My husband and I came up with our own "winter survival plan" for our bees. One of our hives was weak with little possibility of coming through the winter alive.  We combined it with our stronger hive, in hopes of giving that hive a better chance of survival.  Before putting our "bees to bed for the winter" we treated our remaining hive for varroa mites.  Varroa are parasites that attach to both adult bees and bee larvae, sucking their blood, transmitting viruses and weakening the bees immune system.  If left untreated, varroa infestation can lead to the death of a hive.  Bees need plenty of "food" (honey) to get through the long winter months.  It's important to leave enough honey in the hive, about 70-100 pounds.  We added fondant or bee candy as a back up food source.  To protect the hive from strong, gusty winds, we put up a tarp to act as a wind break behind the hive.  We also decided to wrap our hives in Styrofoam insulation for added warmth.  To help with excess condensation within the hive (which drips cold water down onto the bees) we added straw, ventilation at the top and a screened bottom board.  A mouse guard keeps unwanted critters out.   

Our set-up
Winter can be difficult time for our bees, and a season of worry for the beekeeper.  I hate "the not knowing" what is happening inside the hive.  If we get a nice sunny day in the 40's with no wind, we will take a quick peak (we do not want to chill the bees or upset the cluster) and take any action that may be necessary.  Although there are no assurances, we are hopeful they will pull through the winter!.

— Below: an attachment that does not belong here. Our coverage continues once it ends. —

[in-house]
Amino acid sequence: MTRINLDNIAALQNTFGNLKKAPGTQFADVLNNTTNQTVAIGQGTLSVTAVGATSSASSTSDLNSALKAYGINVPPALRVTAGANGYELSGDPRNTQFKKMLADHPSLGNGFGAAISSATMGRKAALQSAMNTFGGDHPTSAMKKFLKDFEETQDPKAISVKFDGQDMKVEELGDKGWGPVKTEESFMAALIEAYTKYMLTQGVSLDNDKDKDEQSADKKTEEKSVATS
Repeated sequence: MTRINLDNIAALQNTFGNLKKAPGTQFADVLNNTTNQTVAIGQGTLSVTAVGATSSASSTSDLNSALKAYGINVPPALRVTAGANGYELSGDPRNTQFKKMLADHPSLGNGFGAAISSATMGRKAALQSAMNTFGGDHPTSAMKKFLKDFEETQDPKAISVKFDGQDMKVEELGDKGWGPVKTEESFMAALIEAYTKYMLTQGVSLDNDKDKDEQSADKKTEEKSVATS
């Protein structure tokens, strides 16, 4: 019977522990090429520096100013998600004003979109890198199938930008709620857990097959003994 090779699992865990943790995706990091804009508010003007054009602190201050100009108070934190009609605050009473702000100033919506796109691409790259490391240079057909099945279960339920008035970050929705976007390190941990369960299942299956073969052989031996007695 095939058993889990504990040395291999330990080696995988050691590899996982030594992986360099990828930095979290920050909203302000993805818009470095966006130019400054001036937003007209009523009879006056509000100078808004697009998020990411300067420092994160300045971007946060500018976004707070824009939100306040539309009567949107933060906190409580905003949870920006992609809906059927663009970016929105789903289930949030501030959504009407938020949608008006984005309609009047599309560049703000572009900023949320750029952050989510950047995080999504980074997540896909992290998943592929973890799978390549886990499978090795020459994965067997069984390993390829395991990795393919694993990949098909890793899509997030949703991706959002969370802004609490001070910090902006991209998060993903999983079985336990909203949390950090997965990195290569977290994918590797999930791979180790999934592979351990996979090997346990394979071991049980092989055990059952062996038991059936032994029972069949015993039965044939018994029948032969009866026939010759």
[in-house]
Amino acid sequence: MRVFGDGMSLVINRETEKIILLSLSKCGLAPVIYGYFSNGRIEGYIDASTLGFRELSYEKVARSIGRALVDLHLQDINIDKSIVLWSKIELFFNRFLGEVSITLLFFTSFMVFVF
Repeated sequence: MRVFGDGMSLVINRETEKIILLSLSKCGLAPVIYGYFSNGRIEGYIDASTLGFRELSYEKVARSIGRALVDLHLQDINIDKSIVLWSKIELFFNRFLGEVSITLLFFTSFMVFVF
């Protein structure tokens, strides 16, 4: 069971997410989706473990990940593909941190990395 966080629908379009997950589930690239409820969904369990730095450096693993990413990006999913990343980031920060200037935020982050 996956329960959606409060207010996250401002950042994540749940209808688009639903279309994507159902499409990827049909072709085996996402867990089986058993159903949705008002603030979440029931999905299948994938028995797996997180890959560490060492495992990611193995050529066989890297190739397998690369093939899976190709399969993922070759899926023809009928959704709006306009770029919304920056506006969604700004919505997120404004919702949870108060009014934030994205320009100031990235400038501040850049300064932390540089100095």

So for now, we hibernate inside the warmth of our house, sip hot tea with honey and wait for springs arrival!
Infra-red sensor on a I-phone.  The large red area is the bee cluster. 

Monday, October 19, 2015

IN A PICKLE: GREEN TOMATOES and FALLING TEMPERATURES...Brrrrr

Tomato plants do not like it when the temperatures start to drop below 55 degrees. (They like it even less if there is a frost).  The ideal growing temperatures for tomatoes are between 60 and 90 degrees.  When temperature drops below 60 or rise above 90, the vines start to suffer from stress.  This causes the blossoms to drop off (blossom drop) with out developing into fruit.  
Tomatoes are a subtropical plant.  Even a light frost can damage or kill the vines.  When temperatures drop near freezing, condensation forms on the plants, resulting in frost bite. In addition, the fruit on the plants may be damaged as well.  


My cherry tomatoes were prolific this year!

I decided to pickle them.

Sanitizing the lids......

....and the jars.

Fresh Dill from the garden.

Also, jalapeno's and garlic (from the garden), along with pickling vinegar and salt, mustard seed, and peppercorns for the brine.

Fill clean sterile jars and add the brine, leaving 1/2 inch  of head space.   Check for air bubbles and wipe off  the rims.  Center lids on jars and tighten , using the "3 finger" tightening method.  

Place the jars in the water bath, making sure the jars are not touching and there is 1-2 inches of water covering the tops.  Bring to a boil and process according to instructions (I did 15 minutes).

After the appropriate amount of time, remove the jars from the bath and place on a towel (listen for the pop).  Allow the jars to "rest" for 12-24 hours, after which, you can check the seals.  Wait a week before eating, giving the flavor a chance to settle.   Label and store remaining jars in a cool, dark place (like the basement) for up to a year.